“Keep my commands” isn’t an option. We can’t excuse off the way we live if we are trying to get over on someone else by spreading gossip about them, seeking revenge, or trying to destroy them in any way, and then expect Jesus to give us the Spirit of truth as we’ve already rejected the truth by our actions. It is the antithesis of Christianity to live like that.

There is one particular verse from the verses quoted at the beginning of this post that I want to focus on, and that is  Matthew 5:41. Here is that verse from the NIV:

If anyone forces you to go one mile, go with them two miles.

The following information is taken from an article posted on March 29, 2016, on Linkedin on the topic of Matthew 5:41 titled, The actual meaning of walking the extra mile and what I learned from it,” written by James D. Anand, Associate Dean, Media & Entertainment, Business Design at WESchool (in India):

Walk the extra mile. That’s an expression I have heard the most in academics and realm of management, I think. It is usually meant to go beyond one’s ability or to make a special effort to accomplish. As they say, stretch oneself. Walk the extra mile is not just to walk more than required.

 It is a biblical expression. Biblically, Jesus is believed to have used it during his sermons as per the book of Matthew 5:41, “whoever forces you to go one mile, go with him two.” Scholarly versions of this verse refer to a practice of impressment by the Roman law on Jews. Any Roman soldier could order a Jewish civilian on the way to carry his baggage, mainly containing armory, for one Roman mile. A Roman mile is roughly 1.45 kilometers. This was a painful task, as the poor unlucky fellow would carry 40-50 kilograms of weight [between 88-110 lbs]. Once the mile is over, the servant could drop it and get relieved. I guess a protest might have lingered over this rule by many. This surely was of a concern to the Jewish community and that’s the reference of Jesus in the context of teachings on human behavior.

In the process of disambiguation of this expression, I learned 3 things.

Lesson 1

Even if others treat you unfairly, how you behave is more important. Treat them generously is the message. We could walk with the soldier one more time, one more mile, generously.

Lesson 2

This walk would result in a rapport with the soldier who is actually a servant of the people. Walking that extra mile with implied patience would let us know about him more. One could walk conversationally. This is more useful in personal life.

Lesson 3

It’s one of the very impressive management learning. The extra mile would be the walk of a business designer with his customer. Walk of a consultant with the client. Walk of a designer with the user. It is the customer service. It is user study. It is unconditional. This is the building block of a star.

To walk the extra mile is not exactly to walk extra. It is actually more than an extra mile’s walk. Generously. Conversationally. Unconditionally. (Quote source here.)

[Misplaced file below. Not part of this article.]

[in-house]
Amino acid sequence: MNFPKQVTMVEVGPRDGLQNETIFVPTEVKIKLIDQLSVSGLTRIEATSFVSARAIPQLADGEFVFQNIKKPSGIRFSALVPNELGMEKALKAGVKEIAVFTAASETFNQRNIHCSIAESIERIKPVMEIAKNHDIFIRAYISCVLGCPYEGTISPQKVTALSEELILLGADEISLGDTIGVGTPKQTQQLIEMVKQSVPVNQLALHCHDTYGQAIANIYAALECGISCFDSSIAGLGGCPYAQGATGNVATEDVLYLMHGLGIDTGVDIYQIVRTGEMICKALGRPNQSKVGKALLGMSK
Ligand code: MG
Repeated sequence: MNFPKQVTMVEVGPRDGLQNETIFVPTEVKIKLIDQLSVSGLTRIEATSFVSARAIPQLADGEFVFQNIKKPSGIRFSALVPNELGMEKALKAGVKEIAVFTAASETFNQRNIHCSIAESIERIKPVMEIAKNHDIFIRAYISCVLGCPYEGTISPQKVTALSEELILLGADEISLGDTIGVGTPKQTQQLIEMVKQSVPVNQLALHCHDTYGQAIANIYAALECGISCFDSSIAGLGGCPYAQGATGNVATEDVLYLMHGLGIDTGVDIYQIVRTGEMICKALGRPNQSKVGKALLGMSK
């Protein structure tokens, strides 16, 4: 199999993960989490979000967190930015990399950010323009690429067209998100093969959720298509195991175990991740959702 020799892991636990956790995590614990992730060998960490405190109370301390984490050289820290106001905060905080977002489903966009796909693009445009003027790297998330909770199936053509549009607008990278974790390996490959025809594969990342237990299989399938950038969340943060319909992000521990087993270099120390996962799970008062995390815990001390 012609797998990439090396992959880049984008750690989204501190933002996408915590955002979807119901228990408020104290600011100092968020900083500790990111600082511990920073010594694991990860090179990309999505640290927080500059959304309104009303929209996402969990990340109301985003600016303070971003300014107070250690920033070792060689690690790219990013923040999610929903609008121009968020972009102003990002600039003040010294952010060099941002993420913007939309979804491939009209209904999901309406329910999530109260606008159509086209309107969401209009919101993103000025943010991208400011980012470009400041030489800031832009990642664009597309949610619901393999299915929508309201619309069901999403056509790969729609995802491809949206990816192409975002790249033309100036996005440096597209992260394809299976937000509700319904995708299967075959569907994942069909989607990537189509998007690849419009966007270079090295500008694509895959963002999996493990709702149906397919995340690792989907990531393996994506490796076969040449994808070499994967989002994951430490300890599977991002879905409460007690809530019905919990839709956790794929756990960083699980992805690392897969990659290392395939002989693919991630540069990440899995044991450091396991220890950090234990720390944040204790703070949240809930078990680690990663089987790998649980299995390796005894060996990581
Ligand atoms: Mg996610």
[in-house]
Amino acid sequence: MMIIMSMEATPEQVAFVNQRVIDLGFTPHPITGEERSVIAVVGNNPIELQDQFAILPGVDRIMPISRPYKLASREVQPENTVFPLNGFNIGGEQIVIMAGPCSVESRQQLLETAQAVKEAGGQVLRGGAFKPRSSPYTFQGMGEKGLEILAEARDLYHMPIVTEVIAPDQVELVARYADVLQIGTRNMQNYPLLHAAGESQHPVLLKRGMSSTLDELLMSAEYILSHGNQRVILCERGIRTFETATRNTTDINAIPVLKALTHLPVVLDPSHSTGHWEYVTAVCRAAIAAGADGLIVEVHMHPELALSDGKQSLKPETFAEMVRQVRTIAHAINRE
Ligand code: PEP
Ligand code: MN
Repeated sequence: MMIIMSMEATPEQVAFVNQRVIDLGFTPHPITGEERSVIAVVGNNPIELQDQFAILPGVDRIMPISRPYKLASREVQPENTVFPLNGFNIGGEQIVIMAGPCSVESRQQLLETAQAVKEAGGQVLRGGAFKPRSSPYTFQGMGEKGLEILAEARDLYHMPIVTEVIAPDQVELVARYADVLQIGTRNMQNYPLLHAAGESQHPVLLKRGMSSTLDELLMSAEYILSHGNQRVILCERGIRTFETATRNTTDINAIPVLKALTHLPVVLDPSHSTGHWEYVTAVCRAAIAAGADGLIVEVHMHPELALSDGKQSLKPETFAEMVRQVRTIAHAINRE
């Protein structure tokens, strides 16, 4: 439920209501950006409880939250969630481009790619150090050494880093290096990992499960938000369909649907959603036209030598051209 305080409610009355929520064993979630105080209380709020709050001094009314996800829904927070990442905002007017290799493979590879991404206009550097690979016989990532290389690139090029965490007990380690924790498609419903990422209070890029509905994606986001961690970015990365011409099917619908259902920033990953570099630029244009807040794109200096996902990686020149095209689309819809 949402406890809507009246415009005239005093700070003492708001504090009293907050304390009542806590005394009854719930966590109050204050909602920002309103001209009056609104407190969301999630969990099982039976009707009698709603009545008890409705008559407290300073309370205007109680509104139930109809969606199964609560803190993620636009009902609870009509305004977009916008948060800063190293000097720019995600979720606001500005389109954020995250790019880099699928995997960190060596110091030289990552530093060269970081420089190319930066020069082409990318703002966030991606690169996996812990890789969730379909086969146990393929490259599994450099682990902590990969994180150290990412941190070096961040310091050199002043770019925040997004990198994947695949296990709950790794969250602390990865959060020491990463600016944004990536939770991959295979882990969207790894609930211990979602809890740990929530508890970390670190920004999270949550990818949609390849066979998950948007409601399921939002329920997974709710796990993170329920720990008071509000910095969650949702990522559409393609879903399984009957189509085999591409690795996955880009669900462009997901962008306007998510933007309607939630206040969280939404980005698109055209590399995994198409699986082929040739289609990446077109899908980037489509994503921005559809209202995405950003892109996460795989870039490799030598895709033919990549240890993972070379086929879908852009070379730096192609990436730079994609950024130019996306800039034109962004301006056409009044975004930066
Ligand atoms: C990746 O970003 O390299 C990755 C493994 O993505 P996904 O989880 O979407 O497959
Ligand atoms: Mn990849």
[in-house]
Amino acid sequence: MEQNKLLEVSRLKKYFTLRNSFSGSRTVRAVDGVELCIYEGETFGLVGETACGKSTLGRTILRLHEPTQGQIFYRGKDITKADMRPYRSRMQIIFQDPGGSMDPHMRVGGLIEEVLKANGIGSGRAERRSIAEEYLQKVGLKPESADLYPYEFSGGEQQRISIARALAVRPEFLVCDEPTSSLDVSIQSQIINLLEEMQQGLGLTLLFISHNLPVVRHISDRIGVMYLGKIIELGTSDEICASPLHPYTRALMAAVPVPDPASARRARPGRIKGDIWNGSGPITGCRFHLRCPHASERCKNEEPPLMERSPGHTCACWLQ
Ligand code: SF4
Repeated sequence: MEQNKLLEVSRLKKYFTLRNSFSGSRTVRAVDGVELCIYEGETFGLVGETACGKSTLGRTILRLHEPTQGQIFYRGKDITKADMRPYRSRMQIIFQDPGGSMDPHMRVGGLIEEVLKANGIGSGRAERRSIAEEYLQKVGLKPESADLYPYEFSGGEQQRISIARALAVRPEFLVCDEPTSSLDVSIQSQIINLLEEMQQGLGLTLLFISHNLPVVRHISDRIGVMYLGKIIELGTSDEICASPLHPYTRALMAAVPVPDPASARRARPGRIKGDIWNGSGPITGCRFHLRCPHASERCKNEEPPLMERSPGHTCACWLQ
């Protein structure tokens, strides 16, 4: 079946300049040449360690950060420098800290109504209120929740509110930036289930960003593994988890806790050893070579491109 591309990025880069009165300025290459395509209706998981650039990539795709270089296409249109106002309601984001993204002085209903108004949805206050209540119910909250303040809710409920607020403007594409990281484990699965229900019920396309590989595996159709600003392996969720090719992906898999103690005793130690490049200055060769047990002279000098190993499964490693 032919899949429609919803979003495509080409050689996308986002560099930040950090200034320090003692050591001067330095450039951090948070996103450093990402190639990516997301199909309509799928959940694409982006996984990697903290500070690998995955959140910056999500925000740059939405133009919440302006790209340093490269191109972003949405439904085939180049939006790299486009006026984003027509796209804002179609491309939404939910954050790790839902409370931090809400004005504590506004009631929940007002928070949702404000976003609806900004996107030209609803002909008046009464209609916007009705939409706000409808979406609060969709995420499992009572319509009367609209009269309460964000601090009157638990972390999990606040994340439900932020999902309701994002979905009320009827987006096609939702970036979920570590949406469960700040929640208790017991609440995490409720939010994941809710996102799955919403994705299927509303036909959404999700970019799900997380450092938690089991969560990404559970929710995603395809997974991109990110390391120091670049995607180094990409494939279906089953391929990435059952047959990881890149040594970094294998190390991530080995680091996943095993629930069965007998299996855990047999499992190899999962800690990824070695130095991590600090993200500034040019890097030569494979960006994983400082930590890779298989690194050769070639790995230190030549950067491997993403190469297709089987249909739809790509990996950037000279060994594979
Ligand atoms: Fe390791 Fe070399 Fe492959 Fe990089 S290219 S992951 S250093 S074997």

And, it is during that second mile that we might be able to turn an enemy into a friend. The result is not up to us, but if we act generously, conversationally, and unconditionally with an enemy, who knows but that it could turn around the relationship. And even if it doesn’t, we have done our part according to how Jesus would want us to interact with any enemy; in fact, with anyone.

So, let’s be people who are willing to go that extra mile…

Generously . . .

Conversationally . . .

Unconditionally . . . .

YouTube Video: “Break Every Chain” by Jesus Culture:

Photo #1 credit here
Photo #2 credit here

Let Freedom Ring

I read a brief devotion two days ago that got me to thinking about the topic of freedom. The devotion is taking from Our Daily Bread and it is titled, Tight Circles,” by Mike Wittmer:

Tight Circles

It is for freedom that Christ has set us free.Galatians 5:1
Today’s Scripture Insight:Galatians 5:1, 4–14

A classmate gave my family a registered collie that had become too old to breed puppies. We soon learned this beautiful dog had, sadly, spent much of her life inside a small pen. She would only walk in tight circles. She couldn’t fetch or run in a straight line. And even with a large yard in which to play, she thought she was fenced in.

The first Christians, many who were Jews, were used to being fenced in by the Mosaic law. Though the law was good and had been given by God to convict them of sin and lead them to Jesus (Galatians 3:19–25), it was time to live out their new faith based in God’s grace and the freedom of Christ. They hesitated. After all this time, were they really free?

We may have the same problem. Perhaps we grew up in churches with rigid rules that fenced us in. Or we were raised in permissive homes and are now desperate for the security of rules. Either way, it’s time to embrace our freedom in Christ (Galatians 5:1). Jesus has freed us to obey Him out of love (John 14:21) and to “serve one another humbly in love” (Galatians 5:13). An entire field of joy and love is open for those who realize “if the Son sets you free, you will be free indeed” (John 8:36). (Quote source here.)